This paper summarises the characteristics of loanwords, especially the ways in which they are adapted to the structure of the borrowing language, and surveys the various tests that have been provided in both the general historical linguistics literature and Australianist literature for identifying the fact and direction of borrowing. It then provides a case study of loanwords out of and into the Arandic languages; the other languages involved are especially Warlpiri but to some extent dialects of the Western Desert language. The primary focus is on the phonological adaptation of loanwords between languages whose phonological structure differs especially in the presence vs. absence of initial consonants, in consequence of earlier changes whereby Arandic languages lost all initial consonants. While loanwords out of Arandic add a consonant, it is claimed that loanwords into Arandic include two chronological strata: in one the source consonant was preserved but the other (older) pattern involved truncation of the source consonant. Reasons for this twofold behaviour are presented (in terms of diachronic and contrastive phonology), and the examples of the more radical (older) pattern are individually justified as loanwords, using the criteria discussed earlier in the article.
||Enindhilyakwa phonology, morphosyntax and genetic position
||van Egmond, Marie-Elaine
||Aboriginal languages, grammar, phonology, morphosyntax, comparative method, genetic position
||University of Sydney
Arts. School of Letters, Arts and Media / Linguistics
||This thesis is a grammatical description of Enindhilyakwa, a non-Pama-Nyungan language spoken by over 1200 people living in the Groote Eylandt archipelago in the Gulf of Carpentaria, Northern Territory, Australia. The language is classified as an isolate in O’Grady et al. (1966), and as “perhaps the most difficult of all Australian languages, with a very complex grammar” (Dixon 1980: 84; Capell 1942: 376). The aim of this thesis is to unravel this complex grammar, morphosyntax and phonology, and to place the language in the context of the neighbouring Arnhem Land languages. I propose that, although highly intricate, Enindhilyakwa morphology is also fairly regular and transparent, and, in fact, patterns much like the Gunwinyguan family of languages to its west. The areas of grammar covered in this thesis are: phonology (Chapter 2), nouns and adjectives (Chapter 3), verbal prefixes (Chapter 4), verb stem structures (Chapter 5), tense, aspect and mood marking on the verb (Chapter 6), the incorporation of body part and generic nominals into verbs and adjectives (Chapter 7), case marking (Chapter 8), and the genetic affiliation (Chapter 9). Enindhilyakwa phonology displays some radical departures from the typical Australian pattern, as well as from the typical Gunwinyguan pattern. However, the innovations can be traced back to an original proto-Gunwinyguan stock. Other grammatical features of this language are: (i) an elaborate noun classification system, involving noun classes, gender and generics incorporated into verbs and adjectives; (ii) an extensive degree of nominal derivation, including inalienable possession, alienable possession and deverbalising prefixes; (iii) four distinct pronominal prefix series on the verb to mark an equal number of moods; (iv) the possibility of most nominal case markers to be used as complementising cases on verbs; and (v) the pervasive use of body parts, which play a major role in naming and classifying inanimate objects.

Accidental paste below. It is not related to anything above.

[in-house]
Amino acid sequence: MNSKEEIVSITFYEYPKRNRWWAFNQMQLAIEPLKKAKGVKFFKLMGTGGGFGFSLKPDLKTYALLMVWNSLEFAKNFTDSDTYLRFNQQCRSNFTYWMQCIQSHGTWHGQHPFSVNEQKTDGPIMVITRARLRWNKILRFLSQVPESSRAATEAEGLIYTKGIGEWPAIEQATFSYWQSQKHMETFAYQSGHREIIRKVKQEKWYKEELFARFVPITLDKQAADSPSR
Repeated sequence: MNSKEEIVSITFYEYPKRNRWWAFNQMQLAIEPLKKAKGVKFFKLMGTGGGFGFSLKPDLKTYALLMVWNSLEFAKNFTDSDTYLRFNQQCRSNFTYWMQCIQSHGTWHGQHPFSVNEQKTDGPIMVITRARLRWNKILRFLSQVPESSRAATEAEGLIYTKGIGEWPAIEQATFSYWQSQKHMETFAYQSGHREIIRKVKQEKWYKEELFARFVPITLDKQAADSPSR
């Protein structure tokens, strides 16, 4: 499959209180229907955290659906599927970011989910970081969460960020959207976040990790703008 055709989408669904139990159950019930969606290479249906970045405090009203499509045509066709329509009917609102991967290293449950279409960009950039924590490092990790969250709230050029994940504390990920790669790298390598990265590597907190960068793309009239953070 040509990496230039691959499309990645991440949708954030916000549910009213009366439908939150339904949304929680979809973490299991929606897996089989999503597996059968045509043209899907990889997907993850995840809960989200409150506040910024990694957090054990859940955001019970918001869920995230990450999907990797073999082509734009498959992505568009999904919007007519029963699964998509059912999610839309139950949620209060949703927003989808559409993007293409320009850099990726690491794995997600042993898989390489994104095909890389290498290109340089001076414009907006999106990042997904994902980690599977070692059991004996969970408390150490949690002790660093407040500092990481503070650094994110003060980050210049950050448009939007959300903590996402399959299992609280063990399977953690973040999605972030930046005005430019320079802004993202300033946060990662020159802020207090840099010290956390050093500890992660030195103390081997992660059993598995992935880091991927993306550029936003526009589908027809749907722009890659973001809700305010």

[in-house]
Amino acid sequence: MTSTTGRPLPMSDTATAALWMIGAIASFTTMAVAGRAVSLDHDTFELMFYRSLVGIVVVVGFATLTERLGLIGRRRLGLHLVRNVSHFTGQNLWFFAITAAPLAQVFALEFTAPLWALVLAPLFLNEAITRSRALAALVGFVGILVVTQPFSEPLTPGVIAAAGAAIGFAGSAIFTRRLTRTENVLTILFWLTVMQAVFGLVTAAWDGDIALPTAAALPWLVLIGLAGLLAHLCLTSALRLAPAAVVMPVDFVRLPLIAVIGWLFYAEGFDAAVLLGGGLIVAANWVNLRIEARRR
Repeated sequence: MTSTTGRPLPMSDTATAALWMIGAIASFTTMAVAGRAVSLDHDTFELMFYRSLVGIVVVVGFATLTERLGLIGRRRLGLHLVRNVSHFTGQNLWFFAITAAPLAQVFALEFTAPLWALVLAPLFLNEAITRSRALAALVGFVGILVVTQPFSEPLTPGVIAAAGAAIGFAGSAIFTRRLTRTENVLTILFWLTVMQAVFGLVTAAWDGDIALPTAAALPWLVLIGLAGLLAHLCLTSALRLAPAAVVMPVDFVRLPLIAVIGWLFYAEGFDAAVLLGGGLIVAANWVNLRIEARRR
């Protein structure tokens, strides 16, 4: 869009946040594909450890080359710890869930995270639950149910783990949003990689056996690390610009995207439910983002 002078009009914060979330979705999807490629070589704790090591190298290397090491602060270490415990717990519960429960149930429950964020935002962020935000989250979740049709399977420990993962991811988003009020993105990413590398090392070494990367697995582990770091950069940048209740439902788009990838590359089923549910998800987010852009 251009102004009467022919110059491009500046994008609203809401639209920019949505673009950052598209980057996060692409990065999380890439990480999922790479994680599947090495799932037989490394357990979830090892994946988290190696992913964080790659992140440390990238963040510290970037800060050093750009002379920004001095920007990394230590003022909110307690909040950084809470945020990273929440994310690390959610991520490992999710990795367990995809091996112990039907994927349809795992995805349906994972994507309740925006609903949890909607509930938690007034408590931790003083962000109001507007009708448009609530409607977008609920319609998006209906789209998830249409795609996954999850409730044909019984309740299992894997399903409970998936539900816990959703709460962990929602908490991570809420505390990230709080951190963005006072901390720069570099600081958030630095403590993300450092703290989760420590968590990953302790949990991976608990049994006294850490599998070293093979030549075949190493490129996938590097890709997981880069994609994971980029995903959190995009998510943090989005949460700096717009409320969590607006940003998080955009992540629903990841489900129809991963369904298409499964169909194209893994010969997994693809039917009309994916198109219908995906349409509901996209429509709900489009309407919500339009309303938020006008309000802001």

Myf Turpin: Semantic extension in Kaytetye flora and fauna terms. AJL 33/4
Flora and fauna play a vital role in Indigenous cultures and their nomenclature reveals much about the society from which they belong. This article identifies the lexical structures and types of metaphor and metonymy that are used for naming plants and animals in Kaytetye, a language of central Australia. By linking semantic analysis to detailed ethnography this paper elucidates the cultural connections that underlie polysemous biota terms. Various types of semantic extension are found, including ‘sign metonymy’, where two or more species share a name because one signals the availability of the other. A subtype of this is what I call ‘meaningful call’ metonymy. This is where an onomatopoeic bird name has lexical content, and thus the bird ‘says’ the signalled phenomena. The paper also finds that alternate register terms turn up in everyday words for biota. The aim of this paper is thus twofold: to demonstrate the importance of investigating socio-cultural practices, multiple speech registers and ecological phenomena for understanding patterns of polysemy and diachronic semantics; and to identify the range of semantic extensions that give rise to biota nomenclature in Kaytetye, where we find the previously undescribed ‘meaningful call’ metonymy.